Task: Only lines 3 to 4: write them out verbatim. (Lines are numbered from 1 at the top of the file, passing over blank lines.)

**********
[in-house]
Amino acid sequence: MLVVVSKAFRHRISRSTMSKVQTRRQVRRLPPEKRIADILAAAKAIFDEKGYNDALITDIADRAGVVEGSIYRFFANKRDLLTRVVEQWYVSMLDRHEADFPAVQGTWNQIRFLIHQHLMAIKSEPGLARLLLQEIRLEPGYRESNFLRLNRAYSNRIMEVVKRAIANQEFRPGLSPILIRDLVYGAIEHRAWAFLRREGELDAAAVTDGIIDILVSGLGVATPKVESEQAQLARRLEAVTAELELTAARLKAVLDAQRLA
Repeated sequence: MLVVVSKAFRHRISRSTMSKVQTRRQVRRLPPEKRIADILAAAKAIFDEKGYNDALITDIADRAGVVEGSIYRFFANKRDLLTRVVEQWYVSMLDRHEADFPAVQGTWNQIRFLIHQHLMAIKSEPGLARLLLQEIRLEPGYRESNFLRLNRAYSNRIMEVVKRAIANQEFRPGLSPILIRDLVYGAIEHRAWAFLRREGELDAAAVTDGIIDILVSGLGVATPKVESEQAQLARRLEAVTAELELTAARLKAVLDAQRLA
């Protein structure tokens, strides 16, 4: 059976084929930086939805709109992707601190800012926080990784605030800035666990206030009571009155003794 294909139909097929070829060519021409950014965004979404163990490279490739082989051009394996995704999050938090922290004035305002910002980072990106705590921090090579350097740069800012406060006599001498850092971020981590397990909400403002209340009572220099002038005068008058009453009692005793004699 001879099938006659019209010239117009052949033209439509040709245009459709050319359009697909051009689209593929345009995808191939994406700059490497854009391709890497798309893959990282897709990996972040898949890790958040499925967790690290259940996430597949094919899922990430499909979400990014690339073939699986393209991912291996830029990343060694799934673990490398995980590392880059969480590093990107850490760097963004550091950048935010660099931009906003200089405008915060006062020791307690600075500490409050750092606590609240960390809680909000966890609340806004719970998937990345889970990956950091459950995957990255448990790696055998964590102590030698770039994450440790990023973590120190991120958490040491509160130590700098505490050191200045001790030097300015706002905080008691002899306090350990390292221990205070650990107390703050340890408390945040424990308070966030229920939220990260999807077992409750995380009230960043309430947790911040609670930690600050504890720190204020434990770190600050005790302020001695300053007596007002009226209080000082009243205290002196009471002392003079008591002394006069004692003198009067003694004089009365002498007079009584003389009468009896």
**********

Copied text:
Repeated sequence: MLVVVSKAFRHRISRSTMSKVQTRRQVRRLPPEKRIADILAAAKAIFDEKGYNDALITDIADRAGVVEGSIYRFFANKRDLLTRVVEQWYVSMLDRHEADFPAVQGTWNQIRFLIHQHLMAIKSEPGLARLLLQEIRLEPGYRESNFLRLNRAYSNRIMEVVKRAIANQEFRPGLSPILIRDLVYGAIEHRAWAFLRREGELDAAAVTDGIIDILVSGLGVATPKVESEQAQLARRLEAVTAELELTAARLKAVLDAQRLA
């Protein structure tokens, strides 16, 4: 059976084929930086939805709109992707601190800012926080990784605030800035666990206030009571009155003794 294909139909097929070829060519021409950014965004979404163990490279490739082989051009394996995704999050938090922290004035305002910002980072990106705590921090090579350097740069800012406060006599001498850092971020981590397990909400403002209340009572220099002038005068008058009453009692005793004699 001879099938006659019209010239117009052949033209439509040709245009459709050319359009697909051009689209593929345009995808191939994406700059490497854009391709890497798309893959990282897709990996972040898949890790958040499925967790690290259940996430597949094919899922990430499909979400990014690339073939699986393209991912291996830029990343060694799934673990490398995980590392880059969480590093990107850490760097963004550091950048935010660099931009906003200089405008915060006062020791307690600075500490409050750092606590609240960390809680909000966890609340806004719970998937990345889970990956950091459950995957990255448990790696055998964590102590030698770039994450440790990023973590120190991120958490040491509160130590700098505490050191200045001790030097300015706002905080008691002899306090350990390292221990205070650990107390703050340890408390945040424990308070966030229920939220990260999807077992409750995380009230960043309430947790911040609670930690600050504890720190204020434990770190600050005790302020001695300053007596007002009226209080000082009243205290002196009471002392003079008591002394006069004692003198009067003694004089009365002498007079009584003389009468009896």